So, here we are again.
The inevitable period during a console generation where the new shiny boxes go from pipedream to spicy speculation.
Where enthusiast goons like myself flood the internet with their thoughts on consumer products not yet available.
Just as this generation finds its groove, of bloody course it is time to start thinking about the next-generation.
Microsoft kindly set made it official last year at E3 by confirming they are developing the next Xbox console(s).
Since then, we have also had our fair share of rumours surrounding it as well as the successor to the PS4.
It is exciting, albeit slightly depressing for me this time around as I scheme at how to buy one of these consoles now disposable income is a thing of the past…
That being said, we are not expected to see anything till at least 2020 so there is plenty of time to stash away the pennies!
I have no idea what the next-gen will look like, but I do believe that it isn’t going to the standard ‘new box featuring a massive jump in performance’.
This time around, I think next-gen may look to change how and where we play, rather than simply upgrading what we play.
Tin foil hats on, here is what I think the next-gen could look like.
Out of the traditional ‘Big Three’, it is Microsoft who I think is best set for this one, so I’ll focus on them for now.
Thanks to Xbox Play Anywhere, they are already dipping a toe in a future where we may not necessarily need a new console to access the latest games.
Take this concept and apply to the next-generation, we could have games simply defined as ‘Xbox games’ accessible on the current models and beyond.
This could open up a revolutionary new landscape where new titles are not simply gated by console generation like we have traditionally enjoyed.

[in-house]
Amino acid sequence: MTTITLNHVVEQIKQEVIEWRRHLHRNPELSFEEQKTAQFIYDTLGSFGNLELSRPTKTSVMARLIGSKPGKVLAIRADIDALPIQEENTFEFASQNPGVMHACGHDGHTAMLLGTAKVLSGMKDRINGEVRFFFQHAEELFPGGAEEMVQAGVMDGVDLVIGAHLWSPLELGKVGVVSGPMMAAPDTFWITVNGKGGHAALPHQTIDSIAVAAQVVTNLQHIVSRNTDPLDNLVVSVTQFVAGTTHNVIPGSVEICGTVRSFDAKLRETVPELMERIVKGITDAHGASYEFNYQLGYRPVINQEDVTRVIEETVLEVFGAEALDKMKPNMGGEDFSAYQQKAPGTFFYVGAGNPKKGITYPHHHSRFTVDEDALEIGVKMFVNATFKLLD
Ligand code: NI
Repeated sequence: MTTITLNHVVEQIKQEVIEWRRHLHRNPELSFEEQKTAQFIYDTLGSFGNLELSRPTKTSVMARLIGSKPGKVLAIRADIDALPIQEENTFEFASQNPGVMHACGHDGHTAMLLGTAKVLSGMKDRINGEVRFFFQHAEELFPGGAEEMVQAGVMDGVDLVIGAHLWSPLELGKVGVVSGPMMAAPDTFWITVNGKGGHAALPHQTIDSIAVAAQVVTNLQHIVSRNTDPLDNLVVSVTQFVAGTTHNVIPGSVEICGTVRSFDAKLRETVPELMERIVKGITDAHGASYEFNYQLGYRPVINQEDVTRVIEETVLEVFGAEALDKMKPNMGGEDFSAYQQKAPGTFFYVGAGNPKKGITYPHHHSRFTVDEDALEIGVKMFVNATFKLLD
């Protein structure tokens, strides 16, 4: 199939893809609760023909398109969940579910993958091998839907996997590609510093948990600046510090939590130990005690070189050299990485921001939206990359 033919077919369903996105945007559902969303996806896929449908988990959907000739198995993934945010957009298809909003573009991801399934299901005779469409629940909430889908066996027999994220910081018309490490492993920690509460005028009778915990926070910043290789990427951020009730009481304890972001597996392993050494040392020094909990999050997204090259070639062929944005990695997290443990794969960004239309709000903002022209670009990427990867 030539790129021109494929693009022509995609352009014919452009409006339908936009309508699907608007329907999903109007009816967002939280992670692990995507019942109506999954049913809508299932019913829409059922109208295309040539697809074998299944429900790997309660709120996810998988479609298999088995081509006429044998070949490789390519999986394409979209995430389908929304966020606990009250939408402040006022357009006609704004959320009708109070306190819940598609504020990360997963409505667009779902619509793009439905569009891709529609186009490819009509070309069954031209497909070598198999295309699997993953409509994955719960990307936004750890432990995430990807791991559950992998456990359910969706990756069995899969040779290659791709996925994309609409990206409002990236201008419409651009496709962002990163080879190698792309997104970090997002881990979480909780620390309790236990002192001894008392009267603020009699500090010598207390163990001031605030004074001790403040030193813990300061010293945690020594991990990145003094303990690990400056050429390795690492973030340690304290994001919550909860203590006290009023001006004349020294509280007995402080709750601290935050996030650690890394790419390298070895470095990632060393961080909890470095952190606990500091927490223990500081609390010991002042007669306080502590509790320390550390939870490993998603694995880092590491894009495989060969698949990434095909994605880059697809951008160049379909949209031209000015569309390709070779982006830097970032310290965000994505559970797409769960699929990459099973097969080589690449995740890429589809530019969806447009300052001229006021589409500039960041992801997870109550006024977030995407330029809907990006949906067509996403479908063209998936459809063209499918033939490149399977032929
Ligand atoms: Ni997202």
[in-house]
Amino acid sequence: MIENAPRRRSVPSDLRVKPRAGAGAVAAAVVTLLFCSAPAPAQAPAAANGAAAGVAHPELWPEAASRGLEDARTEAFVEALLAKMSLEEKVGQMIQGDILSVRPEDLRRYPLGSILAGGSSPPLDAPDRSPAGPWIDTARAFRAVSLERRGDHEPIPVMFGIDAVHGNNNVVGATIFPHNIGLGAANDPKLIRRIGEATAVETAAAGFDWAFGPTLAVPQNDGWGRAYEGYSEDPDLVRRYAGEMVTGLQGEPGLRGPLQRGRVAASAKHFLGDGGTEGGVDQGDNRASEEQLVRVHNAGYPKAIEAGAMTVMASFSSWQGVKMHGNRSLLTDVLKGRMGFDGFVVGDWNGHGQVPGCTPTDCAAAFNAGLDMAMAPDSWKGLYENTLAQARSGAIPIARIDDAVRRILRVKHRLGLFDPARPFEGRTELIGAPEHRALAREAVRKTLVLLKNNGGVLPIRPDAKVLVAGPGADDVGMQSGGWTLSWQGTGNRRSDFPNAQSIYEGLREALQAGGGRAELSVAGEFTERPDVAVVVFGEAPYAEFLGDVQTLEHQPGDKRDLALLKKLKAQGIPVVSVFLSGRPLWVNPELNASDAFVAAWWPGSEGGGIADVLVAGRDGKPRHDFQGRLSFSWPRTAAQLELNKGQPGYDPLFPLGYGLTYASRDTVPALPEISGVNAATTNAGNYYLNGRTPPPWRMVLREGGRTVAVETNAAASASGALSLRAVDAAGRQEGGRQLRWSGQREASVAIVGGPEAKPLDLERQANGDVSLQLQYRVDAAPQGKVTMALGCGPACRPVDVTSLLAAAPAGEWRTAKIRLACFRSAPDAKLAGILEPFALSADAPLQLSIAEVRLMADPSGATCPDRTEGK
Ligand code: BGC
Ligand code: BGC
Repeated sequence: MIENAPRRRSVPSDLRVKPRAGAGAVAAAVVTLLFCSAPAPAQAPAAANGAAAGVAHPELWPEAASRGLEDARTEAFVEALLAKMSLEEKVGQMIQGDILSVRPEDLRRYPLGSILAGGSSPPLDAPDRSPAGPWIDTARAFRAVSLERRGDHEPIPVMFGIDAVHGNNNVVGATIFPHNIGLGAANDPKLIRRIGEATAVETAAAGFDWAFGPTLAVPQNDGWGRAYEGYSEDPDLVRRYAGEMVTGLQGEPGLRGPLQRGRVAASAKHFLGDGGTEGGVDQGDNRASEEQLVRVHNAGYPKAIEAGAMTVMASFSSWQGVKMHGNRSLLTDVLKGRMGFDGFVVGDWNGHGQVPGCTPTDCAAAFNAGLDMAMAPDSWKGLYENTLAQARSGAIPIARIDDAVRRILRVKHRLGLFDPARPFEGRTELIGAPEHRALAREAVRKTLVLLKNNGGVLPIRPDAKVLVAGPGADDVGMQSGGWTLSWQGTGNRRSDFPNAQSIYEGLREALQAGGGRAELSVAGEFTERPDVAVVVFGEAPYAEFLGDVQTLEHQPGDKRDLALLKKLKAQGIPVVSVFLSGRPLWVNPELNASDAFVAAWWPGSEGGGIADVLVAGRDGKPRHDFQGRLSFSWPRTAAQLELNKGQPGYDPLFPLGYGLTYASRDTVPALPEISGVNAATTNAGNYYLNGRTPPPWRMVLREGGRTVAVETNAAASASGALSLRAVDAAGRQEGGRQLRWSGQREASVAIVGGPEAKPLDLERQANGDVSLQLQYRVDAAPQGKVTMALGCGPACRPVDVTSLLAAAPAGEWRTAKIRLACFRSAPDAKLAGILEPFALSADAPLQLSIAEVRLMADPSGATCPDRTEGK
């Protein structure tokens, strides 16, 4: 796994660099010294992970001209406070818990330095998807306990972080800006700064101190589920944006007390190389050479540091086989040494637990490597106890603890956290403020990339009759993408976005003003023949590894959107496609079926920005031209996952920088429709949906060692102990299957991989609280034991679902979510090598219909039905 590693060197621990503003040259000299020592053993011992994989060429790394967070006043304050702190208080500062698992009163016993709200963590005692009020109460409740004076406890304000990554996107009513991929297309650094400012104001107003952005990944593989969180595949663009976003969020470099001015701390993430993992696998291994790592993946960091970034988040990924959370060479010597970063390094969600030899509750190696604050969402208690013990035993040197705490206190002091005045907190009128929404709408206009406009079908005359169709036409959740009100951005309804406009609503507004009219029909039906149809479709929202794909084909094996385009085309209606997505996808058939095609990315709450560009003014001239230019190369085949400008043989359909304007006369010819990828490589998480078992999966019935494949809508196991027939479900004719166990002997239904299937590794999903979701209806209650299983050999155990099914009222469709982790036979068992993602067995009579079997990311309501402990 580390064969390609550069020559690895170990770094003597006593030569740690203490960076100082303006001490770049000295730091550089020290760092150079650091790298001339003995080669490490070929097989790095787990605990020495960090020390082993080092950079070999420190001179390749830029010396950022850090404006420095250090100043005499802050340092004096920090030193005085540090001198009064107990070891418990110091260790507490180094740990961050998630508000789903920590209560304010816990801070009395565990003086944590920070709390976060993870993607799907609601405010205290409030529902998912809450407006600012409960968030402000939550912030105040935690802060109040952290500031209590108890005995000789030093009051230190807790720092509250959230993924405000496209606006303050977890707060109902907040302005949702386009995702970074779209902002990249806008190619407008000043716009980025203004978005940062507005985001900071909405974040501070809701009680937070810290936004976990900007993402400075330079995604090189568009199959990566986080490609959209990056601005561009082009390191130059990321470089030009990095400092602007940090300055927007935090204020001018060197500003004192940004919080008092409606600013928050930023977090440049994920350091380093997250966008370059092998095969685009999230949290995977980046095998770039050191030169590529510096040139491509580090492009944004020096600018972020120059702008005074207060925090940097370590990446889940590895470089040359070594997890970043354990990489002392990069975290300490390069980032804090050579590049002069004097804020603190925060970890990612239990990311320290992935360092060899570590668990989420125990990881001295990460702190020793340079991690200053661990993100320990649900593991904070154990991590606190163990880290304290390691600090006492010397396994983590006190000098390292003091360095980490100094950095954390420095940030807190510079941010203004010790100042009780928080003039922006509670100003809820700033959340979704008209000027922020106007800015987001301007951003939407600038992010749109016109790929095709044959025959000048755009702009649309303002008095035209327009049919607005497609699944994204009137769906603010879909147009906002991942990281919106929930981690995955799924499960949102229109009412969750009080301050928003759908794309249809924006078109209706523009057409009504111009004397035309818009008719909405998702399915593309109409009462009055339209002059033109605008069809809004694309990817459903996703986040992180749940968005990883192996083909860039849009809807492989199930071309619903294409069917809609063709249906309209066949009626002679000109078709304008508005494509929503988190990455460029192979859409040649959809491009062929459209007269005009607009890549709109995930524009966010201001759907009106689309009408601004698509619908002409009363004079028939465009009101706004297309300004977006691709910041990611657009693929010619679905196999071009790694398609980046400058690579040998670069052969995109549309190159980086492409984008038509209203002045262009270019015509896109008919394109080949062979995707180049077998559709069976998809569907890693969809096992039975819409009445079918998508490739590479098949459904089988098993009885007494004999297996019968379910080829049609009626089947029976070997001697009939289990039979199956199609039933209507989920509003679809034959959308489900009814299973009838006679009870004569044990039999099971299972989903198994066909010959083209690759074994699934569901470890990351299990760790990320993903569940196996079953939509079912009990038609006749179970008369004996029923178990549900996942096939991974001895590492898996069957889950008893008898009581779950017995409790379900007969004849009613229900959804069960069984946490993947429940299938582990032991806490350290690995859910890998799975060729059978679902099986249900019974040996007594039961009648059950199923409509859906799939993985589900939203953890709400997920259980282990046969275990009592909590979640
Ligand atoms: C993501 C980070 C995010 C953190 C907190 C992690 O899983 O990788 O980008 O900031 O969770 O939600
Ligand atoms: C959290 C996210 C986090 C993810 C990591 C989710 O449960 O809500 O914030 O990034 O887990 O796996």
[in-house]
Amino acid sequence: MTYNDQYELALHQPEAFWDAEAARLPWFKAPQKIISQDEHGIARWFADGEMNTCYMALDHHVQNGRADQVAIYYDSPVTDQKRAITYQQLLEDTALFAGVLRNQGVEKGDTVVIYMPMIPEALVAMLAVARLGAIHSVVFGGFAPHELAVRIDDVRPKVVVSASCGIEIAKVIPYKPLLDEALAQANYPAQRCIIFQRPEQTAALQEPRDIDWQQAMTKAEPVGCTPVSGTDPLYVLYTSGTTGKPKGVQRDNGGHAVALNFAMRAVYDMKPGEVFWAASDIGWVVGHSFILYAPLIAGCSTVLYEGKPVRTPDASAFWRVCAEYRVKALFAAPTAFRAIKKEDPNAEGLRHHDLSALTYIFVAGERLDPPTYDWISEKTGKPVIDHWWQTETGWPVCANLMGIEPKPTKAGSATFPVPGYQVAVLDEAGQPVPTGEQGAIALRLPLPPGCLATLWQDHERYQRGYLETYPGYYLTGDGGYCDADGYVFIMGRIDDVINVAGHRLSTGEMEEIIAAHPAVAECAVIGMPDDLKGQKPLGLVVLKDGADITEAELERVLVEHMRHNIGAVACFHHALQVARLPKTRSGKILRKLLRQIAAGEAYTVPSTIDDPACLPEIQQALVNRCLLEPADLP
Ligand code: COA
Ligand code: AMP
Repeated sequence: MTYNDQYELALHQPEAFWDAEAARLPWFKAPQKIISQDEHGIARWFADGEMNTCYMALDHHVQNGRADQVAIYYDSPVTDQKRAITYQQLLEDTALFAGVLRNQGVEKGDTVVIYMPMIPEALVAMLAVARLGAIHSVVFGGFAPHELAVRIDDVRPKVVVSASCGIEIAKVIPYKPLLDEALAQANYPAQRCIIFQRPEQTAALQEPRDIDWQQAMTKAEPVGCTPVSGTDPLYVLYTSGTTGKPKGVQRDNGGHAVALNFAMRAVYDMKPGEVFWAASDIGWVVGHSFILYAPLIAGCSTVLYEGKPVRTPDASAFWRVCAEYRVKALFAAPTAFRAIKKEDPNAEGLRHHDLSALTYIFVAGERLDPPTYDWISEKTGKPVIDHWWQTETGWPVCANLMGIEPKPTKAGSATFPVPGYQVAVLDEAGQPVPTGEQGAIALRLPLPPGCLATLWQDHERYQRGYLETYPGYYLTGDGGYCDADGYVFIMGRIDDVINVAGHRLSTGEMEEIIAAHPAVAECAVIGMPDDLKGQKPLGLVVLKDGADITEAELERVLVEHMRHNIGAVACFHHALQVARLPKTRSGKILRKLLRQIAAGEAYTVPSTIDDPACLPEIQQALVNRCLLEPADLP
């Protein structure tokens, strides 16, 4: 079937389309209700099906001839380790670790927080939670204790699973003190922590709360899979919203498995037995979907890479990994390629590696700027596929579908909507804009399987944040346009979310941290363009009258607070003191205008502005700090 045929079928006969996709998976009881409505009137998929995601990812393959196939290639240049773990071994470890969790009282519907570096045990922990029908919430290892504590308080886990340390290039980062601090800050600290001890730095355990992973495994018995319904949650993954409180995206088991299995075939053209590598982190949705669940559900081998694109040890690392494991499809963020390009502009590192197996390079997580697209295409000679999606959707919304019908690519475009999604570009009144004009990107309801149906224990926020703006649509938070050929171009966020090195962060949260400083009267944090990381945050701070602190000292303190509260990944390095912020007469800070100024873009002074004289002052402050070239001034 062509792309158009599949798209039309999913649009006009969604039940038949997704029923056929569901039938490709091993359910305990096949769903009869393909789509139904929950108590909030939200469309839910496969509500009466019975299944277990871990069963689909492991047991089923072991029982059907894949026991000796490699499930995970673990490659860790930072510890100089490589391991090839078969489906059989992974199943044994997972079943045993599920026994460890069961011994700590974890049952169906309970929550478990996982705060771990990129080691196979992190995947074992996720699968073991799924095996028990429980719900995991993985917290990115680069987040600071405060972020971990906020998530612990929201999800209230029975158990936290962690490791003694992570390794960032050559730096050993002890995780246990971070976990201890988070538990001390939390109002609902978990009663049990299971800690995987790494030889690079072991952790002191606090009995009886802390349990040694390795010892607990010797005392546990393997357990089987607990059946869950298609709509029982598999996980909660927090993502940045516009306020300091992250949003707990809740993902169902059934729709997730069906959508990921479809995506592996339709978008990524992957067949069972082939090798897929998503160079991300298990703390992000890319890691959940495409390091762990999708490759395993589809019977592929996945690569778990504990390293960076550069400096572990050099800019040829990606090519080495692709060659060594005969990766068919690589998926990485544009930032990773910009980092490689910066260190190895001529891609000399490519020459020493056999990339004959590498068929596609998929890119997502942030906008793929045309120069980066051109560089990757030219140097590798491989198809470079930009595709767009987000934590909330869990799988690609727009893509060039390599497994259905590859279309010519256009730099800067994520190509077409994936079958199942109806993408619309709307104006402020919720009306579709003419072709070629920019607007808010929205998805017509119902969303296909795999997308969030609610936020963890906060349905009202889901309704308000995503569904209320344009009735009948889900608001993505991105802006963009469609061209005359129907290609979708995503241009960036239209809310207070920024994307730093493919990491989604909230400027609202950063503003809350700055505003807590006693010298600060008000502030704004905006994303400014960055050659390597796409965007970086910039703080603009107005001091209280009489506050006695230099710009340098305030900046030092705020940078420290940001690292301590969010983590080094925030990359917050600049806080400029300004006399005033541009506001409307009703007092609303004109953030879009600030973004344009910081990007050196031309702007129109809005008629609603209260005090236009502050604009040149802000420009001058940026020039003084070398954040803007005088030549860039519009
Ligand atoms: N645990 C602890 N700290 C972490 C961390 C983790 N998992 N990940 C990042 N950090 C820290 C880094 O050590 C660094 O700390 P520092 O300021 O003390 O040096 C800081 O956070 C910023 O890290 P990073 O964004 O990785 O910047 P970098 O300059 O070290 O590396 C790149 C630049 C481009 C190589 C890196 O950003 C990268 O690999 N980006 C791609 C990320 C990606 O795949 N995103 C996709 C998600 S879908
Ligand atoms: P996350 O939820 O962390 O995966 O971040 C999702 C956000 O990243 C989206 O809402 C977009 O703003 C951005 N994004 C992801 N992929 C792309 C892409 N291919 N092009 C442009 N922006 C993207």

The real difference and demand for getting a new console in this scenario would be purely around performance. Similar to the PC market.
The potential for Microsoft to make their future developed titles accessible anywhere, even on the current Xbox One with slightly lesser performance, is massive.
As technology and online services get better, the gap between console generations narrow, so giving gamers the option to play all old and upcoming titles on all current and new consoles would be a popular and shrewd move to say the least.
Rumours surrounding Project Scarlett, the reported codename for a disc-less and cheaper scale console, could hint at what Microsoft has planned.
When coupled with the tantalising prospect of Project xCloud, Microsoft’s streaming technology aimed at making games accessible on any device, you have a recipe for success.
This would leave the door wide open for Microsoft to really capitalise and define what the next-gen is.
Instead of just launching a more powerful console, we could also have a streaming/download service which can be accessed on any device…
If you really want a dedicated machine you can buy a cheaper, download-only console or beefed up, premium Xbox to enjoy the service on.
Suddenly, platforms are no longer just defined by the console, but by the online service in which we can access the games.
Now that would be something.
While they may be lacking the exclusives this generation, Microsoft has opted for a long-term strategic approach, which I think will yield a serious advantage next-gen.
They have recently accquired some extremely talented studios develop more first party games.
Plus, services such as Game Pass and inclusion of backward compatibility have been a real hit with gamers, and this gives them a meaty platform going forward if a Netflix-style model is going to be favoured.